Sorry, this event’s been and gone
Gimme Your Left Shoe – Comedy for Kids


Sun Apr 16 2017, 2:00pm–3:00pm

Where: Playeum, Block 47 Malan Road, Gillman Barracks, #01-21 to #01-23, Alexandra, Singapore

Restrictions: All ages

Ticket Information:

  • 1 Child With Adult: $50.00
  • 1 Additional Child: $25.00
  • Unaccompanied Adults: $100.00
  • Additional fees may apply


Listed by: Mad About Comedy

Mad About Comedy Singapore is proud to launch our first ever Comedy For Kids event, 'Gimme Your Left Shoe with Phil Kay'.

1-hour interactive play and performance workshop with award winning comedian Phil Kay.

Limited to 20 children. Ideally suited for children age 4-11 (and cool older siblings).

Every kids gives Phil their left shoe then does a skit with Phil to get it back. A show of shoe-shows within a show and the left is the right one to give. Give the right one and be left with the right one. Hey parents, bring along any old something daft from the garage or under the stairs and with silly props we'll do daft things: Pancake tennis, Water pistol art, Crazy Skits and every one is safe in the limelight.

"Phil Kay was born to work with children." - The Age, Melbourne

1 child with adult tickets include free all day entry to Playeum. 1 additional child (additional adult is optional) tickets also include free all day entry to Playeum.

Buy direct at

Review by Steve Bennett:

It’s something every parent’s done when their child starts becoming bored and restless. Whatever lies close to hand is brought into service as a plaything, and a random game spontaneously improvised to distract them.

Well, now Phil Kay has made an entire show out of it. And what a good job it is for him: entertain youngsters for just one hour, then hand them back to the parents.

The idea for this show comes in two parts. The first is obvious from the title – every child in the audience must surrender their left shoe to Kay. They, one by one, or sometimes in small groups, they must compete in some random distraction, often while bouncing on the trampoline centre stage, to win them back.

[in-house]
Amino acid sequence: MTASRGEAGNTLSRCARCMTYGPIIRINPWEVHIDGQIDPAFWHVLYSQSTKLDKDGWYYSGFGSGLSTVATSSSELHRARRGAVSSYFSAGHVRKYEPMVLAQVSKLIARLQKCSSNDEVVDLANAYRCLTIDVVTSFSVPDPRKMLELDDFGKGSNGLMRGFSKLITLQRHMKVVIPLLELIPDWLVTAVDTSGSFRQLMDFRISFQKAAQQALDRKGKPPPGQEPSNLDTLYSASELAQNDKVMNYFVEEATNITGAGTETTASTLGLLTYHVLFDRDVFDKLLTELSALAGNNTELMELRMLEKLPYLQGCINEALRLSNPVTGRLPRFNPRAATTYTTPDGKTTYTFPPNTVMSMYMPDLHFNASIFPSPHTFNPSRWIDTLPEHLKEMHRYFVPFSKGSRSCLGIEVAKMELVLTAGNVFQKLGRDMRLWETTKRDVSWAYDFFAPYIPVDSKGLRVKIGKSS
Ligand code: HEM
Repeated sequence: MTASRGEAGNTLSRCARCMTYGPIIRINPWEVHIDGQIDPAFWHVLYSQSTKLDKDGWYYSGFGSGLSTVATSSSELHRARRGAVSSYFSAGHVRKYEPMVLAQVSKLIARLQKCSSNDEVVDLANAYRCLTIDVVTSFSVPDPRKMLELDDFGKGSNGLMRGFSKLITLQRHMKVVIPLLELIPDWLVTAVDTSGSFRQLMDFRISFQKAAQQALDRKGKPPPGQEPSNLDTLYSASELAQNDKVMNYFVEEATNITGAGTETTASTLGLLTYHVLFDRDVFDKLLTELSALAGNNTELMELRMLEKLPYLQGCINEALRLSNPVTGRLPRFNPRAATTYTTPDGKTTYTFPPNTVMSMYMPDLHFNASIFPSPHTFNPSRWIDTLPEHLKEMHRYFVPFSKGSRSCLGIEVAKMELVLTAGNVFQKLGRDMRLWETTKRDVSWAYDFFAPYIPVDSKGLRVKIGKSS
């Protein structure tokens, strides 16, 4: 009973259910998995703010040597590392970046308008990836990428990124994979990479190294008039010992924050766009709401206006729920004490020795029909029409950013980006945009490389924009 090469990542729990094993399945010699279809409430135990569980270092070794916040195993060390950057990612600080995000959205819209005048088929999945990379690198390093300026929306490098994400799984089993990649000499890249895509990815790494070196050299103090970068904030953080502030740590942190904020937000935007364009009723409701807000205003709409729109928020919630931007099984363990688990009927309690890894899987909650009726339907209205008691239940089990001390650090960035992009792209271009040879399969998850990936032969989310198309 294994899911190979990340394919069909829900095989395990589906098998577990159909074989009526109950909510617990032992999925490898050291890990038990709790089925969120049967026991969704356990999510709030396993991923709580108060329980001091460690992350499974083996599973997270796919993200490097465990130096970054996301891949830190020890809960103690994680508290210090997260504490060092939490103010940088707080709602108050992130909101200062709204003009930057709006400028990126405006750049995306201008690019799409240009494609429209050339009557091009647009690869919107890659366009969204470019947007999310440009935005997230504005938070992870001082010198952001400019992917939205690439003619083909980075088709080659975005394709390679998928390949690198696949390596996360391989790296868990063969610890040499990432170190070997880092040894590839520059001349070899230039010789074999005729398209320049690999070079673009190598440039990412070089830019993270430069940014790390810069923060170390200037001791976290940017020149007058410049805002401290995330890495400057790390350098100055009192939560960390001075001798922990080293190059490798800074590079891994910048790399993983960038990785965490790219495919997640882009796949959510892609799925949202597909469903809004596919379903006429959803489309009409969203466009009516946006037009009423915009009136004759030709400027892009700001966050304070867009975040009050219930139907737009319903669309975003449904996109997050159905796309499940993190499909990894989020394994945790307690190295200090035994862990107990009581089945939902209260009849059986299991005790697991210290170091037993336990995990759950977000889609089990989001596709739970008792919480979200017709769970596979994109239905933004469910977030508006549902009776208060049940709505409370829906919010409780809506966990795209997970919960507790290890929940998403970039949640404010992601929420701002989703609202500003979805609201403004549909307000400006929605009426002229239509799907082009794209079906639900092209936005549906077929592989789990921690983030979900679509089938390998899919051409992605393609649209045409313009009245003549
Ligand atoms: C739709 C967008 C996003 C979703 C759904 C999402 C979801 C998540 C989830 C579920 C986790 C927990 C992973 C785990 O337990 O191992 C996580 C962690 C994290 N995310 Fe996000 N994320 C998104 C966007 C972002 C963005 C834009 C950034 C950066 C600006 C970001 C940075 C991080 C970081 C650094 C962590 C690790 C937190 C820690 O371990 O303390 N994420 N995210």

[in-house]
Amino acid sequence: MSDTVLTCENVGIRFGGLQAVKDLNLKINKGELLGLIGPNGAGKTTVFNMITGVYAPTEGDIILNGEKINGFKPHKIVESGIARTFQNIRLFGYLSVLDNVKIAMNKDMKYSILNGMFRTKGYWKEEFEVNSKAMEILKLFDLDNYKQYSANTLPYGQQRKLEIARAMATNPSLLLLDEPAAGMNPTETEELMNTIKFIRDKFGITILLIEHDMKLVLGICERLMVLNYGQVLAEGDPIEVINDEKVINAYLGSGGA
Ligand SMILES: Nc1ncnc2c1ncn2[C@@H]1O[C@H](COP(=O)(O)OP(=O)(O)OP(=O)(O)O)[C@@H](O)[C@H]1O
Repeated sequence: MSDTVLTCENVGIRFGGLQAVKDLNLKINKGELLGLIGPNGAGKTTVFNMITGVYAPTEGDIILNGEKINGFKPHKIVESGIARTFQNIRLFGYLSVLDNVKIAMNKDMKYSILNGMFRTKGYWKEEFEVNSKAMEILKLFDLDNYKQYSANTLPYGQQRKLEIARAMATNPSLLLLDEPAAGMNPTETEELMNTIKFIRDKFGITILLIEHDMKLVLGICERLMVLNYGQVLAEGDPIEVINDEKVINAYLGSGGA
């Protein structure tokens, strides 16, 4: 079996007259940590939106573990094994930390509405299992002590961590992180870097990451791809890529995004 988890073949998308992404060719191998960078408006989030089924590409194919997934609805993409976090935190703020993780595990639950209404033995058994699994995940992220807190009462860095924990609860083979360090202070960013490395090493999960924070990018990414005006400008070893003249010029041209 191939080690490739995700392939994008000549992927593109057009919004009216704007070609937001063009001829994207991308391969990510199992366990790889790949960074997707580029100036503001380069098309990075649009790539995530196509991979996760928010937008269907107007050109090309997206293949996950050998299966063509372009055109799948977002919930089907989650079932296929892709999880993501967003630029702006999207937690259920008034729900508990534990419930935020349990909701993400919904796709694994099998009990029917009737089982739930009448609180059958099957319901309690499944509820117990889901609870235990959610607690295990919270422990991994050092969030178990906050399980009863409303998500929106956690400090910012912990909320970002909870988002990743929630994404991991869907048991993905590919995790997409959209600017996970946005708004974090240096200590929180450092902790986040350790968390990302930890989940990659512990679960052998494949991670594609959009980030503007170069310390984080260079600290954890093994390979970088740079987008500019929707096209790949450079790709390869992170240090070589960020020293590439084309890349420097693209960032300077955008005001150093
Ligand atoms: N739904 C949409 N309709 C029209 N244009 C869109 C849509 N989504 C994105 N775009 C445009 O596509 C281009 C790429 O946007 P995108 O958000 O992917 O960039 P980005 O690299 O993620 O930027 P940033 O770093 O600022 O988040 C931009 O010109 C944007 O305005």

The rest of the performance space in the big top that is Umbrella Revolution is littered with all manner of odd props, the junk-stall jetsam ready to be brought into play. There’s a flipper over there, next to a deflated Space Hopper, a ski boot, ear defenders and a pair of table-tennis paddles.

Such jumble is a kids’ paradise, and they’re more than willing to leap up on stage for whatever nonsense Kay has planned (or badly planned), even if shyness sometimes gets the better of them when they’re asked to speak into the microphone.

The adults don’t always share that enthusiasm – one sour-faced mum in this audience miserably refused to clap youngsters on to the stage, and despite Kay’s desperate encouragement sat defiantly on her hands the entire hour. A sense of childish fun had clearly long deserted her.

Not so for Kay, who seems in his element. More so, in fact, that in some of his adult shows, where his insistence on always busking with no prepared material too often leads him into desperate blind alleys. Here, with the driving imperative to return all the shoes and the fact there’s always another silly game to turn to, his freewheeling works to good effect.

The children like him, too. With his scraggly beard and unkempt hair, which one volunteer kindly attends to with a toilet brush, he looks weird enough to intrigue but friendly enough to approach. And the nature of a show in which the games can be matched to each child means the age appeal is broad – although about three to 11 is probably the core audience.

And what might they be asked to do? Pretty much anything from acting as a human shoulder bag to trying to put oven mitts on their father’s hands as he scoots past on a skateboard, while Kay squirts him with water.

There’s a Reeves and Mortimer-style surrealism to some of this, which appeals to adults. But this is for kids’ show – and they’re having fun every minute they’re taking part.